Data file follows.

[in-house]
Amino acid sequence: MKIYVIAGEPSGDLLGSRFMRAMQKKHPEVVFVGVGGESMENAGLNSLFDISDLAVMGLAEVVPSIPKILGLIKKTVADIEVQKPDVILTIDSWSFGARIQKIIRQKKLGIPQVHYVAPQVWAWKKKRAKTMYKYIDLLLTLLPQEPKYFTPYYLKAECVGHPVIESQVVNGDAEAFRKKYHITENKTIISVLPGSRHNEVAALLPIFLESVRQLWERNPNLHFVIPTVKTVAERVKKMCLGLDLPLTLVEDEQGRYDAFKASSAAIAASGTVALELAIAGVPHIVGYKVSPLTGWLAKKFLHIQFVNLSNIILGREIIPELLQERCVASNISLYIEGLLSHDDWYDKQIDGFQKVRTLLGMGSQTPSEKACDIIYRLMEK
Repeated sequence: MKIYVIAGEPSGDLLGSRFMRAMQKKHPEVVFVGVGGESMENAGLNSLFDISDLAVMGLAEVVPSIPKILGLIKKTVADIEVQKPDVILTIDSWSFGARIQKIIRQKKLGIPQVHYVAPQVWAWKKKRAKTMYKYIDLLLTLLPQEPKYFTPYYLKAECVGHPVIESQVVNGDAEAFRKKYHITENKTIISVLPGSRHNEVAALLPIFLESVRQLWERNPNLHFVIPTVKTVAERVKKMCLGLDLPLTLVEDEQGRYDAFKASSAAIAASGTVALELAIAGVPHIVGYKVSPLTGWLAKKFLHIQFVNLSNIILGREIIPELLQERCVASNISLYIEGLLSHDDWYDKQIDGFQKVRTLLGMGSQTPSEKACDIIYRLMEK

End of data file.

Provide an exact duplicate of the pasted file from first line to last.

[in-house]
Amino acid sequence: MKIYVIAGEPSGDLLGSRFMRAMQKKHPEVVFVGVGGESMENAGLNSLFDISDLAVMGLAEVVPSIPKILGLIKKTVADIEVQKPDVILTIDSWSFGARIQKIIRQKKLGIPQVHYVAPQVWAWKKKRAKTMYKYIDLLLTLLPQEPKYFTPYYLKAECVGHPVIESQVVNGDAEAFRKKYHITENKTIISVLPGSRHNEVAALLPIFLESVRQLWERNPNLHFVIPTVKTVAERVKKMCLGLDLPLTLVEDEQGRYDAFKASSAAIAASGTVALELAIAGVPHIVGYKVSPLTGWLAKKFLHIQFVNLSNIILGREIIPELLQERCVASNISLYIEGLLSHDDWYDKQIDGFQKVRTLLGMGSQTPSEKACDIIYRLMEK
Repeated sequence: MKIYVIAGEPSGDLLGSRFMRAMQKKHPEVVFVGVGGESMENAGLNSLFDISDLAVMGLAEVVPSIPKILGLIKKTVADIEVQKPDVILTIDSWSFGARIQKIIRQKKLGIPQVHYVAPQVWAWKKKRAKTMYKYIDLLLTLLPQEPKYFTPYYLKAECVGHPVIESQVVNGDAEAFRKKYHITENKTIISVLPGSRHNEVAALLPIFLESVRQLWERNPNLHFVIPTVKTVAERVKKMCLGLDLPLTLVEDEQGRYDAFKASSAAIAASGTVALELAIAGVPHIVGYKVSPLTGWLAKKFLHIQFVNLSNIILGREIIPELLQERCVASNISLYIEGLLSHDDWYDKQIDGFQKVRTLLGMGSQTPSEKACDIIYRLMEK